How we made: Penelope Keith and Peter Bowles on To the Manor Born

The stars of the classic BBC sitcom recall Rolls-Royces, chilly location shoots – and an increasingly tubby beagle

Penelope Keith, actor

I had met the writer Peter Spence at a dinner and he showed me a pilot script for a radio series about a rich American who moves into an English manor house. He'd conceived the female lead as an upper-class version of Margot Leadbetter, whom I'd played in The Good Life. I immediately agreed to play her, opposite Bernard Braden as the American.

I'd been sent loads of scripts since starting The Good Life, but all were a pale imitation. Realising that this would make excellent television I sent the script to John Howard Davies, producer of The Good Life. He thought it was too ordinary to have a rich American in the manor, so it was decided to make him eastern European. I was asked to start filming in two months.
See full article at The Guardian - TV News »

15 British Sitcoms That Americans Loved the Most

While not all of the American populace purports to always understand British humor, it’s been an indelible part of the cultural landscape for decades. Whether the sophisticated stylings of Noel Coward or the outrageous offerings of French & Saunders, British television comedies (aka Britcoms) have provided countless hours of entertainment to legions of fans, and have even occasionally been adapted into historic mega-smashes (without ‘Til Death Us Do Part and Man About the House, we’d never have seen the likes of All in the Family and Three’s Company, after all). Fifteen of those shows will always immediately spring to mind and provide copious memories of cherished moments in front of the tube (or the telly, as it were).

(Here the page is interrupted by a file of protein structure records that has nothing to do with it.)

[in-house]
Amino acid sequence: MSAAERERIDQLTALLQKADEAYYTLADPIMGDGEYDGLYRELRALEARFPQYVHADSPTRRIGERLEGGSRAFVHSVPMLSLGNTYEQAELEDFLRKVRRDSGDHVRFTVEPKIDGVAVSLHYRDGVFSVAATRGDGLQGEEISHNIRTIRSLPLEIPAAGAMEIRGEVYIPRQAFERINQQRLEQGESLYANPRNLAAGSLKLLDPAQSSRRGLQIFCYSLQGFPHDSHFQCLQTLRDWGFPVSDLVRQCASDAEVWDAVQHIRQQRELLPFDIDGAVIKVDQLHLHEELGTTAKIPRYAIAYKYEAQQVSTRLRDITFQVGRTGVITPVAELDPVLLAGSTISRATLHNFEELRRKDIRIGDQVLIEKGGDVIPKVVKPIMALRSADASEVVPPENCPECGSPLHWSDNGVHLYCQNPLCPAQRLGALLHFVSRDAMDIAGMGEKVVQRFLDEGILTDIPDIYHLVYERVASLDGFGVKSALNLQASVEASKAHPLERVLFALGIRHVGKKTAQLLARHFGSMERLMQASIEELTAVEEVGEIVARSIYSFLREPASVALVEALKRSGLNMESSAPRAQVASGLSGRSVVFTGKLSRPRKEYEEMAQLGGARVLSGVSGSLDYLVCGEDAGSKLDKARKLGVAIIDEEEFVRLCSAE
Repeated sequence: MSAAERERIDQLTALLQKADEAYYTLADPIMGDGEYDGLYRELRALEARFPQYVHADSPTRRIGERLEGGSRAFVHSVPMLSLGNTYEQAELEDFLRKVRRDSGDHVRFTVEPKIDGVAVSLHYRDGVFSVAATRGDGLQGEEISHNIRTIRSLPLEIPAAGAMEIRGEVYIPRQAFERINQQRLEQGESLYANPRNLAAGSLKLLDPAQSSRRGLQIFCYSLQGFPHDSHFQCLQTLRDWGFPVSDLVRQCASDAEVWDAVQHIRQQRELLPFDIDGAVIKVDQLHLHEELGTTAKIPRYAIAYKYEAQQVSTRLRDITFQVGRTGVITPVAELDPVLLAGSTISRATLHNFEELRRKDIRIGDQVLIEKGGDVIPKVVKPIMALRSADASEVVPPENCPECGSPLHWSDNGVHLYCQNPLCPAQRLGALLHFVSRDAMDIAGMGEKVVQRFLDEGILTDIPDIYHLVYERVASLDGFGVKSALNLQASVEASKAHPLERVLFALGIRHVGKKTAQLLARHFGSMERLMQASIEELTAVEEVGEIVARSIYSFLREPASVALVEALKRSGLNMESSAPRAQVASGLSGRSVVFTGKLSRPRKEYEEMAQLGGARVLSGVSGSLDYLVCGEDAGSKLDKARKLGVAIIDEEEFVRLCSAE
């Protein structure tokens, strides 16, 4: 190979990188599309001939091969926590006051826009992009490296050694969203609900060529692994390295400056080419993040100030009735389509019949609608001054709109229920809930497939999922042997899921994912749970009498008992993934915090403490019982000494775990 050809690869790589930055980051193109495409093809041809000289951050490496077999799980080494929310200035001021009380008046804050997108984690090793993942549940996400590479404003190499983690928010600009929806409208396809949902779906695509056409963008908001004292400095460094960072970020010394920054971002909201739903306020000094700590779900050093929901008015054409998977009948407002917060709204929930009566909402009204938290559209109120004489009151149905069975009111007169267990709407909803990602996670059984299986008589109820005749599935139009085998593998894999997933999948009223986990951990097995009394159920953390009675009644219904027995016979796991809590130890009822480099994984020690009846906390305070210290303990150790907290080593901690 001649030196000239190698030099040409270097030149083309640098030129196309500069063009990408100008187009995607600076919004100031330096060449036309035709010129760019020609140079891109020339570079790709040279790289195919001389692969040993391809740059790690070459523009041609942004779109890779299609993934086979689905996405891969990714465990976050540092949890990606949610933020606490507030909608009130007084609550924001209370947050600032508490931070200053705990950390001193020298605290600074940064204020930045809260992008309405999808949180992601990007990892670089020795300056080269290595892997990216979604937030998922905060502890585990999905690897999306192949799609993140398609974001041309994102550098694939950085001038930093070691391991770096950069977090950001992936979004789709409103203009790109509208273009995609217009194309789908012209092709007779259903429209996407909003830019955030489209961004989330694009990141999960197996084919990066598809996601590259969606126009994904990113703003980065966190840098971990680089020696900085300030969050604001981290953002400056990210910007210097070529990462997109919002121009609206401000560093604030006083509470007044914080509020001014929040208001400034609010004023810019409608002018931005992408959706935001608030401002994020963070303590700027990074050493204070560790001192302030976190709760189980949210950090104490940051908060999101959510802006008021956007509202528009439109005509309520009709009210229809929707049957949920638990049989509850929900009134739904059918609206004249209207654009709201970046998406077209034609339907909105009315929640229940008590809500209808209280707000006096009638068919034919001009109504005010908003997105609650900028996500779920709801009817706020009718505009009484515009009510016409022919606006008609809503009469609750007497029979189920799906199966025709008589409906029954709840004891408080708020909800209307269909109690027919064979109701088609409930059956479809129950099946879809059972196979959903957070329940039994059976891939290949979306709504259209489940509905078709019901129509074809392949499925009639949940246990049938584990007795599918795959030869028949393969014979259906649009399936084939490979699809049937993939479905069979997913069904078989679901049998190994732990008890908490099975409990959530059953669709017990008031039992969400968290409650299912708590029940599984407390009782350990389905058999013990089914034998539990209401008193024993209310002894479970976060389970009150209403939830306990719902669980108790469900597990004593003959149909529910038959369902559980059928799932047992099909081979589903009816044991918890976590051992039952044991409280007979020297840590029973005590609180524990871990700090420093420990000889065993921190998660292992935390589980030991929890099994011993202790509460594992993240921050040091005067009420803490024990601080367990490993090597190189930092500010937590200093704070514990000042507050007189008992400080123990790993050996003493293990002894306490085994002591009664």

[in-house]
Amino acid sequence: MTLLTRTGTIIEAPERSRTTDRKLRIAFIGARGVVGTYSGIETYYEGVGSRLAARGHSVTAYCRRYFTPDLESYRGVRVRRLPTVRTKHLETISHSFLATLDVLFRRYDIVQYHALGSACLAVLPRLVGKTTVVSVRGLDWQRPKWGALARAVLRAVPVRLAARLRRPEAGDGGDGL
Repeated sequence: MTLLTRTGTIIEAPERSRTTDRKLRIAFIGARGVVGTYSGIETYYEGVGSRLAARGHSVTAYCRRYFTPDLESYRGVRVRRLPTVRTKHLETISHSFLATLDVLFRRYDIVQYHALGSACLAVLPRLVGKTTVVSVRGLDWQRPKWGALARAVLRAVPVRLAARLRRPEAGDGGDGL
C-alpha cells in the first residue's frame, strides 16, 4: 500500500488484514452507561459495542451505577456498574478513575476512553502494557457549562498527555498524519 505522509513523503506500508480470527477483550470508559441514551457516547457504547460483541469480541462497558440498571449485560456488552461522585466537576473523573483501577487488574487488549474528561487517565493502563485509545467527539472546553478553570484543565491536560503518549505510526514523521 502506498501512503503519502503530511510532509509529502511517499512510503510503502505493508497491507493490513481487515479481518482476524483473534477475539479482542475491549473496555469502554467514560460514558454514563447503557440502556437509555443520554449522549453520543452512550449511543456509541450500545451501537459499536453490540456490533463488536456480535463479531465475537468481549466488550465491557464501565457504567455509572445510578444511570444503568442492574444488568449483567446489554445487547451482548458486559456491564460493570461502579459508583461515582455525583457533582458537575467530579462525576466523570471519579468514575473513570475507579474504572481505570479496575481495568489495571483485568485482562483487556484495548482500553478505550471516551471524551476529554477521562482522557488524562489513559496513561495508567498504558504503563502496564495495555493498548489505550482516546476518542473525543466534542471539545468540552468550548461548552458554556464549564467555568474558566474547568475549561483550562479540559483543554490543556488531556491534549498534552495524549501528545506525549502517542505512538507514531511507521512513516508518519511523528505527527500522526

15. To the Manor Born (1979-81)

Formulaic though it may have been (widowed aristocrat gives up ancestral estate after purchase by a supermarket magnate of Bratislavic descent, and moves with butler
See full article at Obsessed with Film »

See also

Credited With | External Sites